As with the previous game, DQH 2 features a male and female protagonist and a cast of party members. Not every DQ characterreturned in the story mode, but there are plenty of new characters to fill the niche. As with the prior title, each character has a distinctive play style. Cesar is a sword-wielding brute whose spells enchant his blade to do elemental damage. Torneko has powerful support skills, and he uses his impressive bulk and collection of items to inflict bad statuses on enemies before smashing them. Some characters have a lot in common with missing characters, such as Maribel sharing gameplay mechanics with Ilsa.

A welcome change from DQH is the addition of a job system for the main characters. While every other character is locked into a specific play style, Lazarel and Teresa can swap into a variety of traditional DQ job classes like martial artist, mage or priest. The jobs have some overlap with characters who already fill them. For example, the martial artist plays a lot like Alena. This means that your plot-locked protagonist isn't forced into a single play style. The downside is that swapping jobs reverts you back to level one. It's effectively like leveling up a new character, except for a few cross-class bonuses. It doesn't take long to level up again, but it limits the fun of swapping between characters.

The biggest change to DQH 2 is that it's designed more like a traditional JRPG. You have a central hub town called Accordia, but from there, you can travel through Wild Zones, which are large, open areas that separate the dungeons (War Zones) from the rest of the game. They're full of monsters, side-quests, optional bosses and hidden treasures. They're also filled with Zoomstones that you need to find to quickly travel between locations.

I'm torn about the Wild Zones. They seem like a fine idea, but they don't add much to the game beyond making it feel more like a true Dragon Quest. They're unfocused and lack the drive that pushes these sorts of games forward. I never got excited about finding a new Wild Zone, and the only time I stopped to fight monsters was when I found a character in need of help or wanted to finish a side-quest. Warriors titles are quick, bite-sized chunks of near-constant action, with objectives and goals constantly pushing you forward. Wild Zones don't fit that play style very much.

Like the previous game, a lot of DQH 2's most nagging flaws are due to nostalgia. Performing basic actions takes longer than it needs to due to the slower text speed, lengthy music jingles, and the illusion of a town that replaces what would be a menu in Hyrule Warriors. Does it make the game feel more Dragon Quest? Absolutely. The smallest detail is designed to evoke that care and nostalgia, and as a Dragon Quest action-RPG, it succeeds even better than the first. As a Warriors game, however, it's easy to feel like these bits of nostalgia or DQ flavor get in the way of enjoying what makes those games excel.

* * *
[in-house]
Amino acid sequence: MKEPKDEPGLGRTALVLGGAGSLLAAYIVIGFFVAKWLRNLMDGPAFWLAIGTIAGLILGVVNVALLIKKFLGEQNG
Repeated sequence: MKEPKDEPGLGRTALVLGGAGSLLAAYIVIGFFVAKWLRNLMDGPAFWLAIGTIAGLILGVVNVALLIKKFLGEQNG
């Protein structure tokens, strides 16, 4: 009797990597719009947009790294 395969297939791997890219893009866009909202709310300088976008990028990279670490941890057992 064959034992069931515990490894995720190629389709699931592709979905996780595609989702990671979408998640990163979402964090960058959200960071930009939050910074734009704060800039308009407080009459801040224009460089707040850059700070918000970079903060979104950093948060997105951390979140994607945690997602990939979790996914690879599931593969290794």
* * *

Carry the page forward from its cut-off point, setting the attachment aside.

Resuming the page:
DQH 2 also brings in a multiplayer mode, so players can take on either a story mission or special bonus dungeons with other players. Unlike the main mode, you only can pick one character, but up to four people can play together. It's a welcome change since Dynasty Warriors is always more fun with friends, although few of the story missions benefit from splitting up the party. There are plenty of defense missions, which are improved by having a friend along for the ride. The multiplayer adds some extra value to the game and gives DQ fans a chance to play with their friends.

Visually, DQH 2 hasn't changed much from the first game, but that's fine because the first was one of the best-looking Warriors titles on the market. It's bright, colorful, well-animated, and everything pops. It looks good on its own merits and as a DQ title. The soundtrack and voice acting are also both excellent. While the Japanese voice track is available, I can't recommend the English one highly enough. The cheesy over-the-top accents and chipper voice acting do wonders to set the mood of the game. There are almost no bad voices in the lot, and several moments in the game absolutely shine. It's a delight from start to finish.

It's difficult to judge how successful Dragon Quest Heroes II's changes are because at the end of the day, they are both drastic and minor. The core gameplay is almost the same, but the shift in gameplay changes the feel. Someone who enjoyed the focused tower defense gameplay of Dragon Quest Heroes would be less pleased with this iteration. Taken on its own merits, it's a fun enough game, and its flaws are relatively minor. Multiplayer alone should be enough to give it an edge. Fans of Dragon Quest should enjoy DQH 2 regardless, and newcomers should find it just as good of a starting point as the previous title. Be prepared to be overwhelmed by the puns.

Score: 8.5/10